Learn more at http://www.hubbardbrook.org

Hubbard Brook Experimental Forest

Hubbard Brook Experimental Forest

https://lternet.edu/sites/hbr

Overview: The Hubbard Brook Experimental Forest (HBEF) is a 3,160 hectare reserve located in the White Mountain National Forest operated by the USDA Forest Service, near Woodstock, New Hampshire. The on-site research program is dedicated to the long-term study of forest and associated aquatic ecosystems.

History: The HBEF was established by the USDA Forest Service, Northeastern Research Station in 1955 as a major center for hydrologic research in New England. In the early 1960’s, Dr. F. Herbert Bormann and others proposed the use of small watersheds to study element cycling. In 1963, the Hubbard Brook Ecosystem Study (HBES) was initiated by Bormann and Drs. Gene E. Likens and Noye M. Johnson, then on the faculty of Dartmouth College, and Dr. Robert S. Pierce of the USDA Forest Service. They proposed to use the small watershed approach at Hubbard Brook to study linkages between hydrologic and nutrient flux and cycling in response to natural and human disturbances, such as air pollution, forest cutting, land-use changes, increases in insect populations and climatic factors.Research Topics: Vegetation structure and production; dynamics of detritus in terrestrial and aquatic ecosystems; atmosphere-terrestrial-aquatic ecosystem linkages; heterotroph population dynamics; effects of human activities on ecosystems.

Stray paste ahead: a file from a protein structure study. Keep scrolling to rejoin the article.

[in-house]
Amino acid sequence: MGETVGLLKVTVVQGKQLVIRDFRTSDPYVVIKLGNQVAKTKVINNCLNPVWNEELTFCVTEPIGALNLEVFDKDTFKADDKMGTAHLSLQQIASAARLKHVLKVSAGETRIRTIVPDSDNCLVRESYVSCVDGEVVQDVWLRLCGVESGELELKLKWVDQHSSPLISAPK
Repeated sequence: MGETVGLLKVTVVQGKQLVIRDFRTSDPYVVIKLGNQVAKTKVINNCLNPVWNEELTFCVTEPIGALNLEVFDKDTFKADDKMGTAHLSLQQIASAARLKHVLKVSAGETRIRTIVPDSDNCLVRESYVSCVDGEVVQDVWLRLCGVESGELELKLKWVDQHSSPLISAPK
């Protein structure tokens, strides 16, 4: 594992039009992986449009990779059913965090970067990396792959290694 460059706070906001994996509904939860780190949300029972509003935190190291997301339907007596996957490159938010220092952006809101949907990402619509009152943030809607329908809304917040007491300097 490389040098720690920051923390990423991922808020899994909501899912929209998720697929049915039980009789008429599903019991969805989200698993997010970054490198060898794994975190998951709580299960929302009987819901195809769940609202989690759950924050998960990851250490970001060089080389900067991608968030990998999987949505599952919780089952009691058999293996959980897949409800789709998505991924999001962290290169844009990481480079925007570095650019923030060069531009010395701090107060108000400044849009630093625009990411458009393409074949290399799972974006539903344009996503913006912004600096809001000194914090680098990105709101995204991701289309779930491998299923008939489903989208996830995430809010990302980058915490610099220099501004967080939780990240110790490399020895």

Special thanks to the entire Hubbard Brook team, the USDA Forest Service, Dr. Lindsey Rustad, Hydrologist Mark Green, Sr. Researcher Tammy Wooster, Amey Bailey, and Mary Martin.

{in water} exhibition at Pinecrest Gardens

Xavier Cortada’s “Diatom Court,” the site-specific ceramic installation Pinecrest Gardens

 

Xavier Cortada, “{in water}: (P),” 12″ x 16″, archival ink on paper, signed, numbered, limited edition print / edition of 5, 2018..

“{in water}”

a solo exhibition of works
by

Xavier Cortada

at

Hibiscus Gallery
Pinecrest Gardens
11000 S. Red Road
Pinecrest, FL 33156

Exhibit runs from May 3 through August 3rd, 2018


Summer hours:

In the gallery (main entrance): Weekends only
Please call 305-669-6990 to see when gallery is open to the public

In the studio (cottage):
Weekdays 3p to 6p and, as of 6/23, Sundays 9a to 2p.
Please call Amanda Delaplaine at 305-858-1323 or email her at info@hibiscusgallery.com to schedule appointment

Opening reception
May 4th, 2018
7 to 10 pm